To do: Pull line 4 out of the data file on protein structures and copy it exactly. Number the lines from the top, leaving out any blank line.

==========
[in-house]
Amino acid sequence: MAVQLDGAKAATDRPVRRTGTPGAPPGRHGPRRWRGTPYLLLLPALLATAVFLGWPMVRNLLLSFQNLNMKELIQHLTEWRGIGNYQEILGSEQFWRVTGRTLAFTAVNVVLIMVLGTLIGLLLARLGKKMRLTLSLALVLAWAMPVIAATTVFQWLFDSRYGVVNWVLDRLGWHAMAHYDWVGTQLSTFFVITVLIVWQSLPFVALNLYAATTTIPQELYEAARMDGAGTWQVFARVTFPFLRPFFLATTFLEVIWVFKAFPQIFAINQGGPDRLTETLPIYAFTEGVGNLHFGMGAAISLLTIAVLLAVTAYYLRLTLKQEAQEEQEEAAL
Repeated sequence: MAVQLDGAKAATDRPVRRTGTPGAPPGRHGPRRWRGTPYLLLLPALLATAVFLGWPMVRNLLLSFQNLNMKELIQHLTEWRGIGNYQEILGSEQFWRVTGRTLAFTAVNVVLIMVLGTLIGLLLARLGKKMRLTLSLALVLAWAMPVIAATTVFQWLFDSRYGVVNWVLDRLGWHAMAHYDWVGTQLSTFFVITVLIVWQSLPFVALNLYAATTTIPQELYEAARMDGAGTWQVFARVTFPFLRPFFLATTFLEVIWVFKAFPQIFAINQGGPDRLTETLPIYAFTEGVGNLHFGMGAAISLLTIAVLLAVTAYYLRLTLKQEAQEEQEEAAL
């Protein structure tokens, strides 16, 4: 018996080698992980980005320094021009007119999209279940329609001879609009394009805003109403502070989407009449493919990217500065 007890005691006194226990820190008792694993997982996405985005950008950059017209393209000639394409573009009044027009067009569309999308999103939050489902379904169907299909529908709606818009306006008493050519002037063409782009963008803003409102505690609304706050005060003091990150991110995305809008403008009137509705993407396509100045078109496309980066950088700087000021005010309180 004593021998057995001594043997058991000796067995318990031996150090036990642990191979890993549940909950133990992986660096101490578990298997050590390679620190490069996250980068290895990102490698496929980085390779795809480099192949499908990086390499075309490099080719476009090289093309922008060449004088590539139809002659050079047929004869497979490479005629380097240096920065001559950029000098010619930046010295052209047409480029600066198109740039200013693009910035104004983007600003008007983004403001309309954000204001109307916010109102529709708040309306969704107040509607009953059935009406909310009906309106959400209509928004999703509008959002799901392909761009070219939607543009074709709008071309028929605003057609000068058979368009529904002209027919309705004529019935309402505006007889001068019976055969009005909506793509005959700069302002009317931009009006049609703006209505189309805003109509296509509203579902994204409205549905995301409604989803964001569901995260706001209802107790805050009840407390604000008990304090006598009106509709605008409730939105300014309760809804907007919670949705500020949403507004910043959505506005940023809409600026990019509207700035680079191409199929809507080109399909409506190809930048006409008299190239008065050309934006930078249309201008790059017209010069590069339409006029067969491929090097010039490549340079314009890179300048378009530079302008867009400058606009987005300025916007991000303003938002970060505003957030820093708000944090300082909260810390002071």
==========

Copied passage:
């Protein structure tokens, strides 16, 4: 018996080698992980980005320094021009007119999209279940329609001879609009394009805003109403502070989407009449493919990217500065 007890005691006194226990820190008792694993997982996405985005950008950059017209393209000639394409573009009044027009067009569309999308999103939050489902379904169907299909529908709606818009306006008493050519002037063409782009963008803003409102505690609304706050005060003091990150991110995305809008403008009137509705993407396509100045078109496309980066950088700087000021005010309180 004593021998057995001594043997058991000796067995318990031996150090036990642990191979890993549940909950133990992986660096101490578990298997050590390679620190490069996250980068290895990102490698496929980085390779795809480099192949499908990086390499075309490099080719476009090289093309922008060449004088590539139809002659050079047929004869497979490479005629380097240096920065001559950029000098010619930046010295052209047409480029600066198109740039200013693009910035104004983007600003008007983004403001309309954000204001109307916010109102529709708040309306969704107040509607009953059935009406909310009906309106959400209509928004999703509008959002799901392909761009070219939607543009074709709008071309028929605003057609000068058979368009529904002209027919309705004529019935309402505006007889001068019976055969009005909506793509005959700069302002009317931009009006049609703006209505189309805003109509296509509203579902994204409205549905995301409604989803964001569901995260706001209802107790805050009840407390604000008990304090006598009106509709605008409730939105300014309760809804907007919670949705500020949403507004910043959505506005940023809409600026990019509207700035680079191409199929809507080109399909409506190809930048006409008299190239008065050309934006930078249309201008790059017209010069590069339409006029067969491929090097010039490549340079314009890179300048378009530079302008867009400058606009987005300025916007991000303003938002970060505003957030820093708000944090300082909260810390002071």